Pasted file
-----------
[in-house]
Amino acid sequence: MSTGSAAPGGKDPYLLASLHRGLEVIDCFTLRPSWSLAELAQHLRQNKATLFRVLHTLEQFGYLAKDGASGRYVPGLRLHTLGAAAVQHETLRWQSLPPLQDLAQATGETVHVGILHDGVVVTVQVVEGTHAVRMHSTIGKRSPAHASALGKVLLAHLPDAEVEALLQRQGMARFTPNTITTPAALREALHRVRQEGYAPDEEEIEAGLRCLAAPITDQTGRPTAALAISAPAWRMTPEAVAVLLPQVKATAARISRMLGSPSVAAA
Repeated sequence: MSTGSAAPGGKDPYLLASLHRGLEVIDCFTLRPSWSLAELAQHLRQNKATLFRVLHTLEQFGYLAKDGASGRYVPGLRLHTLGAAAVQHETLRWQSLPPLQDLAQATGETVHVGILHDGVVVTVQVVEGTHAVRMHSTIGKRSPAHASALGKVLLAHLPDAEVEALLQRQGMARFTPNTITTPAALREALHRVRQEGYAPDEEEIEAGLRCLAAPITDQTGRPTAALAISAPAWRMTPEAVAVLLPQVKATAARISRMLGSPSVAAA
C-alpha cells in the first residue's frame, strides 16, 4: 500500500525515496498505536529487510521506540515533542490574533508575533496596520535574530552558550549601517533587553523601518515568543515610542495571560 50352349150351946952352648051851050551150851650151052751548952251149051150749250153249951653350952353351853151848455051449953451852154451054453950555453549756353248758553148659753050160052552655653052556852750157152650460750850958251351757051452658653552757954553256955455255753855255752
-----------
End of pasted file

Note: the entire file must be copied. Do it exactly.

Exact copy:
[in-house]
Amino acid sequence: MSTGSAAPGGKDPYLLASLHRGLEVIDCFTLRPSWSLAELAQHLRQNKATLFRVLHTLEQFGYLAKDGASGRYVPGLRLHTLGAAAVQHETLRWQSLPPLQDLAQATGETVHVGILHDGVVVTVQVVEGTHAVRMHSTIGKRSPAHASALGKVLLAHLPDAEVEALLQRQGMARFTPNTITTPAALREALHRVRQEGYAPDEEEIEAGLRCLAAPITDQTGRPTAALAISAPAWRMTPEAVAVLLPQVKATAARISRMLGSPSVAAA
Repeated sequence: MSTGSAAPGGKDPYLLASLHRGLEVIDCFTLRPSWSLAELAQHLRQNKATLFRVLHTLEQFGYLAKDGASGRYVPGLRLHTLGAAAVQHETLRWQSLPPLQDLAQATGETVHVGILHDGVVVTVQVVEGTHAVRMHSTIGKRSPAHASALGKVLLAHLPDAEVEALLQRQGMARFTPNTITTPAALREALHRVRQEGYAPDEEEIEAGLRCLAAPITDQTGRPTAALAISAPAWRMTPEAVAVLLPQVKATAARISRMLGSPSVAAA
C-alpha cells in the first residue's frame, strides 16, 4: 500500500525515496498505536529487510521506540515533542490574533508575533496596520535574530552558550549601517533587553523601518515568543515610542495571560 50352349150351946952352648051851050551150851650151052751548952251149051150749250153249951653350952353351853151848455051449953451852154451054453950555453549756353248758553148659753050160052552655653052556852750157152650460750850958251351757051452658653552757954553256955455255753855255752